With the team’s biggest star, Jahlil Okafor, on the bench in foul trouble, Duke had to turn to a little-used freshman who seems destined to be the next Blue Devils star we all agree to hate.
That’s probably because freshman guard Grayson Allen became a superstar in the second half of the NCAA basketball title game, combining with fellow rookie guard Tyus Jones to make play after play in the final period to lead Duke to a national title with its 68-63 victory vs. Wisconsin on Monday night.
Not only does Allen, who finished with 16 points, have the game to be the kind of player who draws the hate that Blue Devils luminaries like Christian Laettner, Bobby Hurley, and J.J. Reddick once endured, he also happens to have the face that could make a moderate (or liberal) squirm.
Regardless, Allen and Jones, who led all players with 23 points, kept the Blue Devils in the game with Wisconsin, and when Duke put Okafor and his four fouls back in the game with about three minutes to play, the potential NBA lottery draft pick scored four quick points (his first offensive output since the middle of the first half) to give the Blue Devils a five-point lead.
Wisconsin ended up cutting the lead to three but ran out of time. Which led to Duke’s fifth national title and this reaction.
Huge credit, of course, goes to Allen—who averaged 4.0 points and 8.9 minutes per game this season—and who could very well blossom into one of America’s Most Wanted.
Regardless of your future feelings to Allen, it was an extraordinarily exciting game, and for much of the night, it looked like Badger senior center Frank Kaminsky, who recorded 21 points and 11 rebounds, would lead Wisconsin to its first NCAA title since 1941. But Duke was too tough down the stretch.
And the Blue Devils did it in front of a crowd that seemed about 70 percent in favor of Wisconsin and which witnessed a tremendous treat while the National Anthem was being played.
I'm proud to be in a country were we let a bald eagle fly around the basketball stadium during the national anthem #murica— Dani Keller (@_danikeller_) April 7, 2015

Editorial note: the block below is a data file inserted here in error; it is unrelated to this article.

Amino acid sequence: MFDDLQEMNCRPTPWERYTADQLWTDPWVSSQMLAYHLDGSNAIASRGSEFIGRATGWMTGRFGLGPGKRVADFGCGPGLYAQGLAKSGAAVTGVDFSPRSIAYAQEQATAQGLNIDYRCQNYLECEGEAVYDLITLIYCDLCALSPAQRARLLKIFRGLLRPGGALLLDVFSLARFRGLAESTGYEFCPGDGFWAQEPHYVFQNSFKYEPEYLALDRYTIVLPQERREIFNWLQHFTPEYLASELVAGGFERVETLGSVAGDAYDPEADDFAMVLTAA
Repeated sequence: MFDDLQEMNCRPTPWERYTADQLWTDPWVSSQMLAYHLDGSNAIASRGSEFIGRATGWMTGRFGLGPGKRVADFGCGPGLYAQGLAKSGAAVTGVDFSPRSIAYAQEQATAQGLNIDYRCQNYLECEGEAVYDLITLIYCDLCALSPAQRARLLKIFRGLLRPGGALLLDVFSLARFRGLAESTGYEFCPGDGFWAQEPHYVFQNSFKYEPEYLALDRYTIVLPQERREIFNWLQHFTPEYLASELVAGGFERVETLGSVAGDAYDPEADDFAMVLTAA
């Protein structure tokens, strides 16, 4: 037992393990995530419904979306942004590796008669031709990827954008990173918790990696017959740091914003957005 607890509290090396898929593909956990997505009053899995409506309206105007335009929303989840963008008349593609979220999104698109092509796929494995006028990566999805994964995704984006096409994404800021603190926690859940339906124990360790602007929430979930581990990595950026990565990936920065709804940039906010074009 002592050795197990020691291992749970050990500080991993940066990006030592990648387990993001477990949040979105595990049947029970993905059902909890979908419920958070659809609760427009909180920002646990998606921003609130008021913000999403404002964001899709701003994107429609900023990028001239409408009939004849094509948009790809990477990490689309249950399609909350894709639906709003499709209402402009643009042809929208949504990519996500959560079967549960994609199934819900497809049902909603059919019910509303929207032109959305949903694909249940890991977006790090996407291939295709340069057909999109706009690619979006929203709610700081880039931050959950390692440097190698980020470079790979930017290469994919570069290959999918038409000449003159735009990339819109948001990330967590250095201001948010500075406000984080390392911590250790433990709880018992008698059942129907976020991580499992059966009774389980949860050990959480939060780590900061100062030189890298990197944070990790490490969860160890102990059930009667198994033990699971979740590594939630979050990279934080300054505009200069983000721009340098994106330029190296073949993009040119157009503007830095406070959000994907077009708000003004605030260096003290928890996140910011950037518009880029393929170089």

It reminded me of this unsettling moment from my reporting past in Cincinnati.
Speaking of that eagle at Lucas Oil, I remember when a pigeon just fell dead to the floor at U.S. Bank Arena during an A-10 tourney.— Josh Katzowitz (@joshkatzowitz) April 7, 2015
I think the reason that pigeon fell dead to the floor at U.S. Bank was b/c it got caught in a fan high above. Plenty of feathers falling.— Josh Katzowitz (@joshkatzowitz) April 7, 2015
Even before the game, tensions ran high on Twitter.
And then Laettner—the man who most everybody STILL seems to hate—had something to say.
When the game finally tipped off, we expected the Kaminsky-Okafor matchup to be a hot topic of conversation, and immediately, it was clear these two players would have an immense impact in the game. This was what happened on Kaminsky’s first touch vs. what occurred on Okafor’s first touch.
Another still-frame shot of the charging foul.
All of it was enough to make the contact lens of Badgers guard Josh Gasser go flying (seriously, look closely at the below Vine. You can actually see his contact take flight).
According to CBS’s Tracy Wolfson, the contact actually was ripped in half. One half fell to the floor, while one half remained in Gasser’s eye. That doesn’t sound pleasant.
Although the Blue Devils took a six-point lead in the first half and threatened to pull away near the end of the opening period—Duke missed a wide-open 3-pointer that could have done so—Kaminsky converted a 3-point play while Okafor picked up his second foul to send Duke’s best player to the bench for the rest of the half and give the Badgers some strong momentum.
All of it made Texans defensive end J.J. Watt, who played at Wisconsin, very happy. Or perhaps that was just the result of Watt sitting next to, um, tennis star Caroline Wozniacki (?!?!?).
It was an excellent first half with 13 lead changes, and the teams entered intermission tied at 31-31.
But with Okafor and Justise Winslow saddled with two fouls entering the final 20 minutes, the Badgers could afford to be more aggressive on offense. Though Wisconsin took a nine-point lead midway through the second half (at this point, it was the Badgers that looked set to run away with the championship), Allen went on an eight-point scoring spree that put his team back in it. And then this happened.
A few minutes later, Kaminsky forced Okafor into his fourth foul with 9:18 remaining in the game, meaning the Blue Devils, already behind, would have to play much of the rest of the game without their best players.
None of that mattered to Allen and Jones.
“These guys love Grayson,” Duke coach Mike Krzyzewski told CBS after the game. “We were kind of dead in the water. We were nine points down, and Grayson put us on his back… Both [those] guys responded.”
Despite the heart-stopping nature of the game, Duke’s response in the final 10 minutes left so many fans—but one in particular—so very sad.
Photo via Sporting News/Twitter